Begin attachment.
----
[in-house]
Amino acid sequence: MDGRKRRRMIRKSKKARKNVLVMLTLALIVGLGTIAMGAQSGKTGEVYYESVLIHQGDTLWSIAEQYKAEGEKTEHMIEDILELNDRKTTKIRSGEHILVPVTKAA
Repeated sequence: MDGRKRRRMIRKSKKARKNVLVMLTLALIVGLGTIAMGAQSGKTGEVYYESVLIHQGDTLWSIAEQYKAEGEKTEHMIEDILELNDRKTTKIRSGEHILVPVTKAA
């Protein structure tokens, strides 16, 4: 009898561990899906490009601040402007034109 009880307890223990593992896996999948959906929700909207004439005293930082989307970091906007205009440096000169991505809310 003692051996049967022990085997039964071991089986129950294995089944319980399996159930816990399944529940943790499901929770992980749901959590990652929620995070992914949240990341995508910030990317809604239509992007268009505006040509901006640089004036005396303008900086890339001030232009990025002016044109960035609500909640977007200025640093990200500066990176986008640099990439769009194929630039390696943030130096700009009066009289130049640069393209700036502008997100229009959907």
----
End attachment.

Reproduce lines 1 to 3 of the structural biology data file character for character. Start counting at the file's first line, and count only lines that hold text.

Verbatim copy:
[in-house]
Amino acid sequence: MDGRKRRRMIRKSKKARKNVLVMLTLALIVGLGTIAMGAQSGKTGEVYYESVLIHQGDTLWSIAEQYKAEGEKTEHMIEDILELNDRKTTKIRSGEHILVPVTKAA
Repeated sequence: MDGRKRRRMIRKSKKARKNVLVMLTLALIVGLGTIAMGAQSGKTGEVYYESVLIHQGDTLWSIAEQYKAEGEKTEHMIEDILELNDRKTTKIRSGEHILVPVTKAA